Dr. Angela Rocha examines Ludmilla Hadassa Dias de Vasconcelos
Birth defect: Was the Zika outbreak caused by genetically-modified mosquitoes?

By Daily Mirror - Elle Griffiths - 16:09, 31 JAN 2016

The genetically engineered insects were designed to stop the spread of dengue fever but critics now fear the programme may have had a deadly consequence.   The Zika virus outbreak currently gripping the Americas could have been sparked by the release of genetically modified mosquitoes in 2012, critics say.

The insects were engineered by biotechnology experts to combat the spread of dengue fever and other diseases and released into the general population of Brazil in 2012.

But with the World Health Organisation (WHO) now meeting in Geneva to desperately discuss cures for the Zika virus, speculation has mounted as to the cause of this sudden outbreak.

The Zika virus was first discovered in the 1950s but the recent outbreak has escalated alarmingly, causing birth defects and a range of health problems in South and central America.

Update: Race for Zika vaccine begins

The first cases were reported in Brazil last May with up to 1.5 million people now thought to be affected by the virus which is spread by mosquitoes endemic to Latin America.

The Aedes aegypti mosquito sub-species that carries both the Zika virus and dengue was the type targeted with genetically modified mosquitoes.

The aim was to release only male Aedes mosquitoes into the wild and they would in turn produce offspring with their virus carrying female counterparts.

Read More: Mirror man visits epicentre outbreak and meets child victim

Aedes Aegypti mosquitos
Carriers: Aedes Aegypti mosquitoes spread the virus

This offspring would then die off before breeding again due to the GM coding in their genes.

But experts expressed concerns about the programme at the time of its inception, arguing that further studies were needed on the potential consequences.

On Saturday, senior health experts shockingly announced that the outbreak could pose a bigger threat to global health than the Ebola epidemic that killed more than 11,000 people in Africa.

Update: List of countries affected by Zika outbreak

Juazeiro, Brazil
Outbreak: Experts have warned the Zika virus poses a greater threat to world health than Ebola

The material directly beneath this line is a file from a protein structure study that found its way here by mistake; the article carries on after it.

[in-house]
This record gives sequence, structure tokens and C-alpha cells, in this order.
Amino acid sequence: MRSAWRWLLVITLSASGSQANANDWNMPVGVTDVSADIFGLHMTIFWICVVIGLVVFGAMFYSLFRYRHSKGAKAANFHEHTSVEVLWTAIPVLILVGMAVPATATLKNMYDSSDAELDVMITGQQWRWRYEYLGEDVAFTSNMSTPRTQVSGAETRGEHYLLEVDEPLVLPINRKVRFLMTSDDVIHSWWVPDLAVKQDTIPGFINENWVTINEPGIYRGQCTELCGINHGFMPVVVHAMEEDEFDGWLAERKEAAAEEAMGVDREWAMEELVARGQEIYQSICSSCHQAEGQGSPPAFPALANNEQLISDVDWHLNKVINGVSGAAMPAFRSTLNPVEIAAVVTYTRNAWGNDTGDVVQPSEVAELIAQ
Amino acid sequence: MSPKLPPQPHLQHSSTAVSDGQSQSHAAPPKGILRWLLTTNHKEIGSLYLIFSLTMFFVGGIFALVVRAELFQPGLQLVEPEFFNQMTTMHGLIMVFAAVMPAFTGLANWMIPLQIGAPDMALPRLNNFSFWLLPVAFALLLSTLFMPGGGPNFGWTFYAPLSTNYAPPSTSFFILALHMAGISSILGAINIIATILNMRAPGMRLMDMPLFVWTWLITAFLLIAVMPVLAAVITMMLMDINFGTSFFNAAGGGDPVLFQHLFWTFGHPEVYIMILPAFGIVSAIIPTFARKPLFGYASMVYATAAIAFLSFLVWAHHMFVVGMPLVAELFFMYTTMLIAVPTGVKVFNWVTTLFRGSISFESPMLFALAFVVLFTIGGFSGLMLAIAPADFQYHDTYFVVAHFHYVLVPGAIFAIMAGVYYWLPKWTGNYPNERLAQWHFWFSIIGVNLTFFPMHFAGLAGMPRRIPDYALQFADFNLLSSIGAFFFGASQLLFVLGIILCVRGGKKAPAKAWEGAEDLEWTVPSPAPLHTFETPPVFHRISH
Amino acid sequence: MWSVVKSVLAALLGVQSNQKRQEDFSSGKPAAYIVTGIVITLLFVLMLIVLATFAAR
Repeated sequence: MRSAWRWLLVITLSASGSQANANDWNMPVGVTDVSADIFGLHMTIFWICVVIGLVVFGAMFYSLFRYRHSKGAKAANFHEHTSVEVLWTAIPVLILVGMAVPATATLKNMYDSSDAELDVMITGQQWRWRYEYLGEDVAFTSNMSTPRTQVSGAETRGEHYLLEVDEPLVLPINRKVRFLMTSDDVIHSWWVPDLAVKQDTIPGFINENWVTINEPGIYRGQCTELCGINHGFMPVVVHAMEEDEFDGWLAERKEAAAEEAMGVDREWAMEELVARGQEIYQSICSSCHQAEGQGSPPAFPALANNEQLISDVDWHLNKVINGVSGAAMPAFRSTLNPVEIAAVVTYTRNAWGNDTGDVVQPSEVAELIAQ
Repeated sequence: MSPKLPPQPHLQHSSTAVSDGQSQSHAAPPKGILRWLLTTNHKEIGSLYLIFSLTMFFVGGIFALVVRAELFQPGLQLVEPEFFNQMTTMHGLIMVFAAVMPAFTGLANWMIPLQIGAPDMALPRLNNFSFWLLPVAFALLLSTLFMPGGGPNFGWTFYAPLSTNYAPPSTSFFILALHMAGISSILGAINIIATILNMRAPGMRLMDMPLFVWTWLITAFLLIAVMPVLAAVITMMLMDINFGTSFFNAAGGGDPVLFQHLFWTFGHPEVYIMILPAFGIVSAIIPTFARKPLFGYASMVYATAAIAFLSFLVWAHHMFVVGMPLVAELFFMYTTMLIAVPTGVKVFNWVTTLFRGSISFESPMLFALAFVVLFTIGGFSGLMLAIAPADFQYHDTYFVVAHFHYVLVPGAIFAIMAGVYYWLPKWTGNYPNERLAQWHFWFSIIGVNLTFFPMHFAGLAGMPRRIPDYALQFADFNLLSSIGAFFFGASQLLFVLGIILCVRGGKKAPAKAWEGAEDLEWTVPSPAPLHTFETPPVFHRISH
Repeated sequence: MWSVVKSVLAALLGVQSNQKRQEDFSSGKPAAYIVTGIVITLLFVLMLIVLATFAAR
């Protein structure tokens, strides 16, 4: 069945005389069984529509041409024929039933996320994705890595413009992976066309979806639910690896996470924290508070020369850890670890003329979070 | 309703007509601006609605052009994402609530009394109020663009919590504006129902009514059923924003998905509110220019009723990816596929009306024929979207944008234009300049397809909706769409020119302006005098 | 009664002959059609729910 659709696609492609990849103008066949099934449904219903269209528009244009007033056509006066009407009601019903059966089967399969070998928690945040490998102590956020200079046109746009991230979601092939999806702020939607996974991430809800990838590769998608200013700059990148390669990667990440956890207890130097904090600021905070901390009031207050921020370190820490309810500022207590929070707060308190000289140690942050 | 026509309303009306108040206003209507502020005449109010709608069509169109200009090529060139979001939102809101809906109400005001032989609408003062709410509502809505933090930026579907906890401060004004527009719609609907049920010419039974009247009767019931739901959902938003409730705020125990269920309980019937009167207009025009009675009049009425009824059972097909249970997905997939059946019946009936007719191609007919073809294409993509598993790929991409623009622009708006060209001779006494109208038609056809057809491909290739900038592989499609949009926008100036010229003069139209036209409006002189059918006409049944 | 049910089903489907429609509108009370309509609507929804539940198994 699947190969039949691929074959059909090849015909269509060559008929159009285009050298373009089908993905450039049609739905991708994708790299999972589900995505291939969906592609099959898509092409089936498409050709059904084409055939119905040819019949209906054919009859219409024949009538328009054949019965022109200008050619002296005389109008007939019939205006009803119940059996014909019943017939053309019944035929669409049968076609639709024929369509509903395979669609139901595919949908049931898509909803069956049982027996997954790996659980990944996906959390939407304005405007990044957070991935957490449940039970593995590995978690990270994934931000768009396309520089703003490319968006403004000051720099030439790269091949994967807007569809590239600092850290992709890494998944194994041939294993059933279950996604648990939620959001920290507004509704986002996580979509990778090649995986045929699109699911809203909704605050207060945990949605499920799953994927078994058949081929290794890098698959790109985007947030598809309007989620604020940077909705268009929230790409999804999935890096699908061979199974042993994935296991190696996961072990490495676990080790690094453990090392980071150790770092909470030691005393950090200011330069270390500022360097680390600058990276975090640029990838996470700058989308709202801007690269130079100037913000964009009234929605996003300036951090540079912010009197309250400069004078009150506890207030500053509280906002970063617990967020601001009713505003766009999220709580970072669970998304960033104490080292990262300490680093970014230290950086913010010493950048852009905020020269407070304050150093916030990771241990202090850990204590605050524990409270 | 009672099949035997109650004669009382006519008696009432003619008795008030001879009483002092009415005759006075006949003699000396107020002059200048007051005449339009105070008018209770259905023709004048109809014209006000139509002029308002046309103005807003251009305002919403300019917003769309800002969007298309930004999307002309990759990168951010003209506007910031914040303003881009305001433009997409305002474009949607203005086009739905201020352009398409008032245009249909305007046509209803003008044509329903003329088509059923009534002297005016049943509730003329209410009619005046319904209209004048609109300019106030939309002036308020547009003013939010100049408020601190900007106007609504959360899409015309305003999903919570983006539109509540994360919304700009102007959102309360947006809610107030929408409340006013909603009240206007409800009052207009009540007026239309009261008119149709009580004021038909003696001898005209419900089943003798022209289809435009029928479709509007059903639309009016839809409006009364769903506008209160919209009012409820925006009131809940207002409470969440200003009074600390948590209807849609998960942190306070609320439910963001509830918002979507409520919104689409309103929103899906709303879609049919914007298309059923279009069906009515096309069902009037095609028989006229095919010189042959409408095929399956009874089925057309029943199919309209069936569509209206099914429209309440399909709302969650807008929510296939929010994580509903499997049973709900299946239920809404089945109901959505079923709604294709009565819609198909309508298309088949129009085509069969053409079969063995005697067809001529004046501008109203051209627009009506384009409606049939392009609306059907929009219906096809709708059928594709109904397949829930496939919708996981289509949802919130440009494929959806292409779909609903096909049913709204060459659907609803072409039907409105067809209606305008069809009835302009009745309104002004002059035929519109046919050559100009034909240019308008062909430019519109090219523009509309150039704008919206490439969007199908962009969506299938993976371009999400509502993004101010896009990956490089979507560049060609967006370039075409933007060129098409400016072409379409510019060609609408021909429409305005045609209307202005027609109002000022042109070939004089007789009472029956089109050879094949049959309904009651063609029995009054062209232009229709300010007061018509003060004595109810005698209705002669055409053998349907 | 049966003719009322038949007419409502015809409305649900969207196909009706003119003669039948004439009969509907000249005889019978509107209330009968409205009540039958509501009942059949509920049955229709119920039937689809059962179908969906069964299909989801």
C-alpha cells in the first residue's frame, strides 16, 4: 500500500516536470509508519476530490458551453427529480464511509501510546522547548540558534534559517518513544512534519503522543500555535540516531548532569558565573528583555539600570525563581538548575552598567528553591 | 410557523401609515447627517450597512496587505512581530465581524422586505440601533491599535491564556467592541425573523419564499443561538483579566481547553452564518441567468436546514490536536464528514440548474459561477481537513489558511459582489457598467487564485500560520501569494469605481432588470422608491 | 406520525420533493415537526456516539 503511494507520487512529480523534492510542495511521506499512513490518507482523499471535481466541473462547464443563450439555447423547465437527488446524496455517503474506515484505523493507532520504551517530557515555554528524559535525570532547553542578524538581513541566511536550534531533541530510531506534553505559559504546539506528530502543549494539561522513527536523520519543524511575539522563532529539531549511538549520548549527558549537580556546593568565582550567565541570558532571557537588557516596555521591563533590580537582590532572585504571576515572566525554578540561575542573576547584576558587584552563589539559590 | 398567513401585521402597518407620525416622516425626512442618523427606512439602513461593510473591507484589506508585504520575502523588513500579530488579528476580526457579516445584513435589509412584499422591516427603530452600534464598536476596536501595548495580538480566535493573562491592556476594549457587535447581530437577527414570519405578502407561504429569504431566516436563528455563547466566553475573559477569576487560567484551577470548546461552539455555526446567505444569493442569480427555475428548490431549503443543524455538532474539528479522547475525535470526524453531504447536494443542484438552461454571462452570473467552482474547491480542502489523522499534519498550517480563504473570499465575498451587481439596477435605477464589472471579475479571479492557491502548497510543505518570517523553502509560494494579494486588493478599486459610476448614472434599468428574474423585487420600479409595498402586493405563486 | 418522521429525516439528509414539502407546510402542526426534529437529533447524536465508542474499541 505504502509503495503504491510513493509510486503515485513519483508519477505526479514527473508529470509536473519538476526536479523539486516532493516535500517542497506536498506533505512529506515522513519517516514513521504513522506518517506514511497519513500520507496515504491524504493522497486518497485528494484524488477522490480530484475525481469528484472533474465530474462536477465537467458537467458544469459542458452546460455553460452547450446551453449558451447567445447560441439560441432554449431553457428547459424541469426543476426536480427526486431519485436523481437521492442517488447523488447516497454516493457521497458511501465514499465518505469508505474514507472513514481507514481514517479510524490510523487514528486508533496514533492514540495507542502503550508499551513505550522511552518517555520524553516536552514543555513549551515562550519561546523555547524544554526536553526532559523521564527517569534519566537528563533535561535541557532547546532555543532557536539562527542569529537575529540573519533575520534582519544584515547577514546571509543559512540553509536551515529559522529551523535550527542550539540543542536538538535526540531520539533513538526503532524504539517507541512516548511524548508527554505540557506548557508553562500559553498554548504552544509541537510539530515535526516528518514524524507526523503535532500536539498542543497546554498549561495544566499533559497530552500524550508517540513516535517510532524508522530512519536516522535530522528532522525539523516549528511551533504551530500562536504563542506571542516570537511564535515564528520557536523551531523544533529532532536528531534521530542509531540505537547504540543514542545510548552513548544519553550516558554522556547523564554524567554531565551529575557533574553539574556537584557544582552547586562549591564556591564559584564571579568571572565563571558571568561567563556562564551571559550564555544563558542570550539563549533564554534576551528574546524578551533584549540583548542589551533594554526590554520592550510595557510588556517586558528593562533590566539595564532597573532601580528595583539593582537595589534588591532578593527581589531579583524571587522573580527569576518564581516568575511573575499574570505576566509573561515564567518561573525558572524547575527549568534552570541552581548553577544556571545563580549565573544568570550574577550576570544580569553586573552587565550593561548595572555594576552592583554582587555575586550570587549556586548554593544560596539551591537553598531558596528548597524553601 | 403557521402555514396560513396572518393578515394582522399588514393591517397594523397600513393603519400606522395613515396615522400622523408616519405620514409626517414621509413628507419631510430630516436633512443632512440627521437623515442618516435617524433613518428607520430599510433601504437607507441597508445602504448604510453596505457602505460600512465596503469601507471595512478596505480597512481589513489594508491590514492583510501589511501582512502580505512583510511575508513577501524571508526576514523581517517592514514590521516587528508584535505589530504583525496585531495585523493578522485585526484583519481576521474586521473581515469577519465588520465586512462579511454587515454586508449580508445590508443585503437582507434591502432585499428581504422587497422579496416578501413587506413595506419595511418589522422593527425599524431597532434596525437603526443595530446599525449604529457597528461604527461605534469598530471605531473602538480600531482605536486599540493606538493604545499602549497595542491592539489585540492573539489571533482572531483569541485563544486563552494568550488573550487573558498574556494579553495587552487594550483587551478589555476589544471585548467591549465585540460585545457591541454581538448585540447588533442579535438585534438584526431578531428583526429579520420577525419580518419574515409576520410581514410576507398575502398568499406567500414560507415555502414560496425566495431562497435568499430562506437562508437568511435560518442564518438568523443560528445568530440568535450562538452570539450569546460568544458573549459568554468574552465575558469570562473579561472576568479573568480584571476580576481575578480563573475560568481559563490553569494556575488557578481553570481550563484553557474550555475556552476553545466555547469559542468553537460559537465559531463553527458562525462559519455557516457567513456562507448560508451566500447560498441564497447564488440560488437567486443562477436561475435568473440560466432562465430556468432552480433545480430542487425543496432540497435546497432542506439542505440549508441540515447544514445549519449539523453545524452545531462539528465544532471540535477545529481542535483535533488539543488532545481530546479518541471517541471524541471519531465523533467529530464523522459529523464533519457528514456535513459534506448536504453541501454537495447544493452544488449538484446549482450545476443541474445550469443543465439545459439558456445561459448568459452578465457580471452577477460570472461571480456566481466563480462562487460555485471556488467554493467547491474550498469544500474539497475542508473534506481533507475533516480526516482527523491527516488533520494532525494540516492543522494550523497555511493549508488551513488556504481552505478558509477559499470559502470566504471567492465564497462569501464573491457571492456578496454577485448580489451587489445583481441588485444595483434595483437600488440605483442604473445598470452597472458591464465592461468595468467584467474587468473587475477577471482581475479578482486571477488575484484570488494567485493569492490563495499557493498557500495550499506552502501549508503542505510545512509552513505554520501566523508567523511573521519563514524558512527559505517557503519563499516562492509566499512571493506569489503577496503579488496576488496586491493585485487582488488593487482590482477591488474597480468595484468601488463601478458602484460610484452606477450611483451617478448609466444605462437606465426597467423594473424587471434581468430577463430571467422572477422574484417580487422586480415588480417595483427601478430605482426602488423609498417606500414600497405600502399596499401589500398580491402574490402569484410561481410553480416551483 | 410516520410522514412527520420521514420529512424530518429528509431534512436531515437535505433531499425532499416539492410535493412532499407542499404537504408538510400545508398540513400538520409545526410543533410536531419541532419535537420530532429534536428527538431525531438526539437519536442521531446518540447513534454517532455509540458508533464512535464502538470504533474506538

"In many ways the Zika outbreak is worse than the Ebola epidemic of 2014-15," Jeremy Farrar, head of the Wellcome trust told The Guardian.

"Most virus carriers are symptomless.

"It is a silent infection in a group of highly vulnerable individuals – pregnant women – that is associated with a horrible outcome for their babies.”

The UK is unlikely to be affected by the outbreak because the virus carrying mosquitoes could not survive the climate.

But women returning from affected areas are warned to postpone trying for a baby for at least a month in case they have been infected.

ZIKA VIRUS

Daniele Ferreira
We meet the victims
Zika
GM mosquitoes link?
Don't get pregnant
What is it?

DailyMirrorFollow @DailyMirror


First-ever US release of genetically modified mosquitoes begins in Florida Keys. By Sandee LaMotte, CNN Updated 2155 GMT (0555 HKT) April 30, 2021


COPYRIGHTS

Copy & Paste the link above for Yandex translation to Norwegian.

WHO and WHAT is behind it all ? : >

The bottom line is for the people to regain their original, moral principles, which have intentionally been watered out over the past generations by our press, TV, and other media owned by the Illuminati/Bilderberger Group, corrupting our morals by making misbehaviour acceptable to our society. Only in this way shall we conquer this oncoming wave of evil.

Commentary:

Administrator

HUMAN SYNTHESIS

All articles contained in Human-Synthesis are freely available and collected from the Internet. The interpretation of the contents is left to the readers and do not necessarily represent the views of the Administrator. Disclaimer: The contents of this article are of sole responsibility of the author(s). Human-Synthesis will not be responsible for any inaccurate or incorrect statement in this article. Human-Synthesis grants permission to cross-post original Human-Synthesis articles on community internet sites as long as the text & title are not modified.